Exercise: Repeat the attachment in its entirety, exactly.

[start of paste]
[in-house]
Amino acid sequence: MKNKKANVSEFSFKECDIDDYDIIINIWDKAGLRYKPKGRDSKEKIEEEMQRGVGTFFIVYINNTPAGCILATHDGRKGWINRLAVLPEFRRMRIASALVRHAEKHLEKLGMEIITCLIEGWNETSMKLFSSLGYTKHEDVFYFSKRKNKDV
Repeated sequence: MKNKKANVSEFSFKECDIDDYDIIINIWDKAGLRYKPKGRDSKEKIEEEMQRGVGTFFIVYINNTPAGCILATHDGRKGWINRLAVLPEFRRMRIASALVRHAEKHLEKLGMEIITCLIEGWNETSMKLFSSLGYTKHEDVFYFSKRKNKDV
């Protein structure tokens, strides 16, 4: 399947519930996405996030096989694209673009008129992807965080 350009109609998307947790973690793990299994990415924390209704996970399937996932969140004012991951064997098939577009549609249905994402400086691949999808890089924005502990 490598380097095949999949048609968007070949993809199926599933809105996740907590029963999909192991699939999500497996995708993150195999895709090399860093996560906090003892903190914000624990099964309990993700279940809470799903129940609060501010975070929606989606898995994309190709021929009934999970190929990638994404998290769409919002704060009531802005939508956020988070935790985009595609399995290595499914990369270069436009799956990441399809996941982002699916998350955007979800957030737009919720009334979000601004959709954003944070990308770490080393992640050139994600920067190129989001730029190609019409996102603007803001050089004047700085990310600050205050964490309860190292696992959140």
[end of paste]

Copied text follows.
[in-house]
Amino acid sequence: MKNKKANVSEFSFKECDIDDYDIIINIWDKAGLRYKPKGRDSKEKIEEEMQRGVGTFFIVYINNTPAGCILATHDGRKGWINRLAVLPEFRRMRIASALVRHAEKHLEKLGMEIITCLIEGWNETSMKLFSSLGYTKHEDVFYFSKRKNKDV
Repeated sequence: MKNKKANVSEFSFKECDIDDYDIIINIWDKAGLRYKPKGRDSKEKIEEEMQRGVGTFFIVYINNTPAGCILATHDGRKGWINRLAVLPEFRRMRIASALVRHAEKHLEKLGMEIITCLIEGWNETSMKLFSSLGYTKHEDVFYFSKRKNKDV
């Protein structure tokens, strides 16, 4: 399947519930996405996030096989694209673009008129992807965080 350009109609998307947790973690793990299994990415924390209704996970399937996932969140004012991951064997098939577009549609249905994402400086691949999808890089924005502990 490598380097095949999949048609968007070949993809199926599933809105996740907590029963999909192991699939999500497996995708993150195999895709090399860093996560906090003892903190914000624990099964309990993700279940809470799903129940609060501010975070929606989606898995994309190709021929009934999970190929990638994404998290769409919002704060009531802005939508956020988070935790985009595609399995290595499914990369270069436009799956990441399809996941982002699916998350955007979800957030737009919720009334979000601004959709954003944070990308770490080393992640050139994600920067190129989001730029190609019409996102603007803001050089004047700085990310600050205050964490309860190292696992959140």